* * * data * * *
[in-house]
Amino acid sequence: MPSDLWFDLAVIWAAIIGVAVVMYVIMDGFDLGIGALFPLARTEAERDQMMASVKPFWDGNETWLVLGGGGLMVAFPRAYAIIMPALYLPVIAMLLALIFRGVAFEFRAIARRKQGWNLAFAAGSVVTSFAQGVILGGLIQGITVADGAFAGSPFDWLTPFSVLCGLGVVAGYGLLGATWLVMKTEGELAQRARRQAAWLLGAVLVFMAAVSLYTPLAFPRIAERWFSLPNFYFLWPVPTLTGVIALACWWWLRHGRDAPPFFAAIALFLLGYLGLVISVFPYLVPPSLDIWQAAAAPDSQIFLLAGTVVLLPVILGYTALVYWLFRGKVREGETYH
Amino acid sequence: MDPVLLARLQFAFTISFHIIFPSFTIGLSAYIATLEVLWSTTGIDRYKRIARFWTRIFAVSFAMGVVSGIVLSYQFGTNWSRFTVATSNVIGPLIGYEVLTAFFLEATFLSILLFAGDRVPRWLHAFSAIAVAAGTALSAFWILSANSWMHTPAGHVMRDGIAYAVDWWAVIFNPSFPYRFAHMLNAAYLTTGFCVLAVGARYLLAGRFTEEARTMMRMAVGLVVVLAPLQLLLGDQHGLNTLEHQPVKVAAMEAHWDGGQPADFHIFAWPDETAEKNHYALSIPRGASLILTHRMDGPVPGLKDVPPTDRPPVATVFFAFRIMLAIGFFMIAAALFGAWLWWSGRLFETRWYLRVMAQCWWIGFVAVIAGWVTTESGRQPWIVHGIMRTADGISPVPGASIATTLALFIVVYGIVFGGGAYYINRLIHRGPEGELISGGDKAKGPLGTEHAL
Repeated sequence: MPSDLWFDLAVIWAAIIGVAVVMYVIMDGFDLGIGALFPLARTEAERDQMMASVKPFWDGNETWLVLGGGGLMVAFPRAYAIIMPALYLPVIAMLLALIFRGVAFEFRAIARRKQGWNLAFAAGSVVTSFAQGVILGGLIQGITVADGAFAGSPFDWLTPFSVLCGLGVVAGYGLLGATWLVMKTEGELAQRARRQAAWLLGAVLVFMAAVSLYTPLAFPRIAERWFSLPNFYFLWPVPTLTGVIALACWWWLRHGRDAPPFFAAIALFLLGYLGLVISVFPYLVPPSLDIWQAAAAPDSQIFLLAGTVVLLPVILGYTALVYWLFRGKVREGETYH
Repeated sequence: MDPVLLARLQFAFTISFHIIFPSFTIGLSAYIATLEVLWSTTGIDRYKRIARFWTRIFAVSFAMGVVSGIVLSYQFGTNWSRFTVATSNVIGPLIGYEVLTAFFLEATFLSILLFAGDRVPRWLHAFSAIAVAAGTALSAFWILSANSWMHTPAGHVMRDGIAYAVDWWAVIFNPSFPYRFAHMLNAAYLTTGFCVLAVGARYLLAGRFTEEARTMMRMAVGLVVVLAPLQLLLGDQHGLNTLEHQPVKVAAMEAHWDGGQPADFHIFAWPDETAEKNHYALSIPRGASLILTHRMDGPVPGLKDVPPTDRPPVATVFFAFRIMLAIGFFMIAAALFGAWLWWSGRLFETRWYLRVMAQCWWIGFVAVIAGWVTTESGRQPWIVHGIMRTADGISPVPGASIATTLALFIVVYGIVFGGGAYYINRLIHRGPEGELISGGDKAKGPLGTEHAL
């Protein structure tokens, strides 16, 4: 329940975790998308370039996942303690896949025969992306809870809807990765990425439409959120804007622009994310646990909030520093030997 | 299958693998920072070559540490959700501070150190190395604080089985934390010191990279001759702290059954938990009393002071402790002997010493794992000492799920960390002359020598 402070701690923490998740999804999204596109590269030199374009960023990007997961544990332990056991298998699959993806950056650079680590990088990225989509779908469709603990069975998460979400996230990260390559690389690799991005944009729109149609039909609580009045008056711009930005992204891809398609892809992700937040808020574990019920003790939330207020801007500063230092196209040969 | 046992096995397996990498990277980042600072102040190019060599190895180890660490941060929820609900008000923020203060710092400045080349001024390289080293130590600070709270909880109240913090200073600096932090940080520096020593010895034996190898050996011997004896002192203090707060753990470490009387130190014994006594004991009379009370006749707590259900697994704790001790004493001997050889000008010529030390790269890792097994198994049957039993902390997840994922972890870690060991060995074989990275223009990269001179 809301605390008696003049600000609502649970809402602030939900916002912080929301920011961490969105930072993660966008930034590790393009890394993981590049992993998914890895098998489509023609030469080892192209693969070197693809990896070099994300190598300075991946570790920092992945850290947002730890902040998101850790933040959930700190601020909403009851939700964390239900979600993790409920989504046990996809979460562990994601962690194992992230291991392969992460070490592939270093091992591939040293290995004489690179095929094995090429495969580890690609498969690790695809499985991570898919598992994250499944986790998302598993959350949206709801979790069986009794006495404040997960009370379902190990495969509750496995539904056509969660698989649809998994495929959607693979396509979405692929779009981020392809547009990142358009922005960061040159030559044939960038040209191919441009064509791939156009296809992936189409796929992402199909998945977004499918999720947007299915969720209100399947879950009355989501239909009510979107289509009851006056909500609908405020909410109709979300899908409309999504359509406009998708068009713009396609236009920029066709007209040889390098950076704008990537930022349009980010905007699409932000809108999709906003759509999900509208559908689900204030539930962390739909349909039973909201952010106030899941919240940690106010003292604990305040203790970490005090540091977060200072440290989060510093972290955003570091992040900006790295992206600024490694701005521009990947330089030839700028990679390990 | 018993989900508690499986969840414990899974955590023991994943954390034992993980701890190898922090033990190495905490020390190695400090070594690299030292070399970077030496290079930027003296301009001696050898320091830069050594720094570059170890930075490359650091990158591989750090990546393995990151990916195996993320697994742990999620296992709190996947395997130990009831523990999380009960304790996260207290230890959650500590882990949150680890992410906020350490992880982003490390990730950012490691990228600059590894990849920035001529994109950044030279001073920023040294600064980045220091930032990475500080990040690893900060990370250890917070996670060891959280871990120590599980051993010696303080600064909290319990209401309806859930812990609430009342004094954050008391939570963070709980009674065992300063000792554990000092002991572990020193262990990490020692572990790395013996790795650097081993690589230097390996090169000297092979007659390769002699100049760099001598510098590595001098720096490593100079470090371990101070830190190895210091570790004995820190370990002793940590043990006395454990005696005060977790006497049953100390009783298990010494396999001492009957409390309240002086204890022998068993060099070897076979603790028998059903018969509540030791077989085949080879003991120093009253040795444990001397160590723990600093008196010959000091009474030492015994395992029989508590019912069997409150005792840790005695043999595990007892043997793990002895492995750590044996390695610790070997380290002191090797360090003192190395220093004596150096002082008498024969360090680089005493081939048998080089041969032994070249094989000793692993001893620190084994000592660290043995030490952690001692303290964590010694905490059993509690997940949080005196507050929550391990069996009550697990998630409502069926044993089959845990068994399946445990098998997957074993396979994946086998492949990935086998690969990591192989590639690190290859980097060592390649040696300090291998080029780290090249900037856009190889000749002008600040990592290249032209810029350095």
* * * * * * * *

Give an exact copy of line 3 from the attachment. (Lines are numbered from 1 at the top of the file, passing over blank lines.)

Amino acid sequence: MDPVLLARLQFAFTISFHIIFPSFTIGLSAYIATLEVLWSTTGIDRYKRIARFWTRIFAVSFAMGVVSGIVLSYQFGTNWSRFTVATSNVIGPLIGYEVLTAFFLEATFLSILLFAGDRVPRWLHAFSAIAVAAGTALSAFWILSANSWMHTPAGHVMRDGIAYAVDWWAVIFNPSFPYRFAHMLNAAYLTTGFCVLAVGARYLLAGRFTEEARTMMRMAVGLVVVLAPLQLLLGDQHGLNTLEHQPVKVAAMEAHWDGGQPADFHIFAWPDETAEKNHYALSIPRGASLILTHRMDGPVPGLKDVPPTDRPPVATVFFAFRIMLAIGFFMIAAALFGAWLWWSGRLFETRWYLRVMAQCWWIGFVAVIAGWVTTESGRQPWIVHGIMRTADGISPVPGASIATTLALFIVVYGIVFGGGAYYINRLIHRGPEGELISGGDKAKGPLGTEHAL